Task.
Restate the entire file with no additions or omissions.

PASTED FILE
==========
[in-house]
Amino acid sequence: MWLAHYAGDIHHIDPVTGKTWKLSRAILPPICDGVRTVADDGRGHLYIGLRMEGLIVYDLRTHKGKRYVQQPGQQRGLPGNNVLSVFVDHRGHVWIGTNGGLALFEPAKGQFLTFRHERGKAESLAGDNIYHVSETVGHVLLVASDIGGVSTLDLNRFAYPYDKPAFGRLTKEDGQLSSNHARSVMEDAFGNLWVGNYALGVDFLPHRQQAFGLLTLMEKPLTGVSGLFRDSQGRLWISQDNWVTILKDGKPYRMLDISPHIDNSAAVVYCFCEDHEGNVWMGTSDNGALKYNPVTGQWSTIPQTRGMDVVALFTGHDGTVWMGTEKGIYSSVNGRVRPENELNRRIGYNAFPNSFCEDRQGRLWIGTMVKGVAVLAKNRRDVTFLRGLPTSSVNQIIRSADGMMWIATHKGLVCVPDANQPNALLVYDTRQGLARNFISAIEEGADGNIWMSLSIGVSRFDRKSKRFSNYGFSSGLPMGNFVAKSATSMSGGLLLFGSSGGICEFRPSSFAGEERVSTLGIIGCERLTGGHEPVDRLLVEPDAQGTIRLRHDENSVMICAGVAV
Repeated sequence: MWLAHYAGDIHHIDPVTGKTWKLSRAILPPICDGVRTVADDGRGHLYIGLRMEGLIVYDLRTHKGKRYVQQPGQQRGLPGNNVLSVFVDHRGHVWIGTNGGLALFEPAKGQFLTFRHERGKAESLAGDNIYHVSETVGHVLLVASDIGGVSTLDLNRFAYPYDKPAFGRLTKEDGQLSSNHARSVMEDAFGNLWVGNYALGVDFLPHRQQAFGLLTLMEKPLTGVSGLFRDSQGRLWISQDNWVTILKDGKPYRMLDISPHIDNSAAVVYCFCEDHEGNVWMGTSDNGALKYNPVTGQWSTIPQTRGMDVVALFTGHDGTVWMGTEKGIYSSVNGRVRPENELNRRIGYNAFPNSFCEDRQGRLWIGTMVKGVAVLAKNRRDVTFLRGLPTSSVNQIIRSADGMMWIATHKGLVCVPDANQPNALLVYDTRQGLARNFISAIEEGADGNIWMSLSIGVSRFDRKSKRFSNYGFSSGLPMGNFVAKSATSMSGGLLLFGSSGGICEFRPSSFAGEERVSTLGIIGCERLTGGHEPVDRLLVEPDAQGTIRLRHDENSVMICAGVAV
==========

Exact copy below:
[in-house]
Amino acid sequence: MWLAHYAGDIHHIDPVTGKTWKLSRAILPPICDGVRTVADDGRGHLYIGLRMEGLIVYDLRTHKGKRYVQQPGQQRGLPGNNVLSVFVDHRGHVWIGTNGGLALFEPAKGQFLTFRHERGKAESLAGDNIYHVSETVGHVLLVASDIGGVSTLDLNRFAYPYDKPAFGRLTKEDGQLSSNHARSVMEDAFGNLWVGNYALGVDFLPHRQQAFGLLTLMEKPLTGVSGLFRDSQGRLWISQDNWVTILKDGKPYRMLDISPHIDNSAAVVYCFCEDHEGNVWMGTSDNGALKYNPVTGQWSTIPQTRGMDVVALFTGHDGTVWMGTEKGIYSSVNGRVRPENELNRRIGYNAFPNSFCEDRQGRLWIGTMVKGVAVLAKNRRDVTFLRGLPTSSVNQIIRSADGMMWIATHKGLVCVPDANQPNALLVYDTRQGLARNFISAIEEGADGNIWMSLSIGVSRFDRKSKRFSNYGFSSGLPMGNFVAKSATSMSGGLLLFGSSGGICEFRPSSFAGEERVSTLGIIGCERLTGGHEPVDRLLVEPDAQGTIRLRHDENSVMICAGVAV
Repeated sequence: MWLAHYAGDIHHIDPVTGKTWKLSRAILPPICDGVRTVADDGRGHLYIGLRMEGLIVYDLRTHKGKRYVQQPGQQRGLPGNNVLSVFVDHRGHVWIGTNGGLALFEPAKGQFLTFRHERGKAESLAGDNIYHVSETVGHVLLVASDIGGVSTLDLNRFAYPYDKPAFGRLTKEDGQLSSNHARSVMEDAFGNLWVGNYALGVDFLPHRQQAFGLLTLMEKPLTGVSGLFRDSQGRLWISQDNWVTILKDGKPYRMLDISPHIDNSAAVVYCFCEDHEGNVWMGTSDNGALKYNPVTGQWSTIPQTRGMDVVALFTGHDGTVWMGTEKGIYSSVNGRVRPENELNRRIGYNAFPNSFCEDRQGRLWIGTMVKGVAVLAKNRRDVTFLRGLPTSSVNQIIRSADGMMWIATHKGLVCVPDANQPNALLVYDTRQGLARNFISAIEEGADGNIWMSLSIGVSRFDRKSKRFSNYGFSSGLPMGNFVAKSATSMSGGLLLFGSSGGICEFRPSSFAGEERVSTLGIIGCERLTGGHEPVDRLLVEPDAQGTIRLRHDENSVMICAGVAV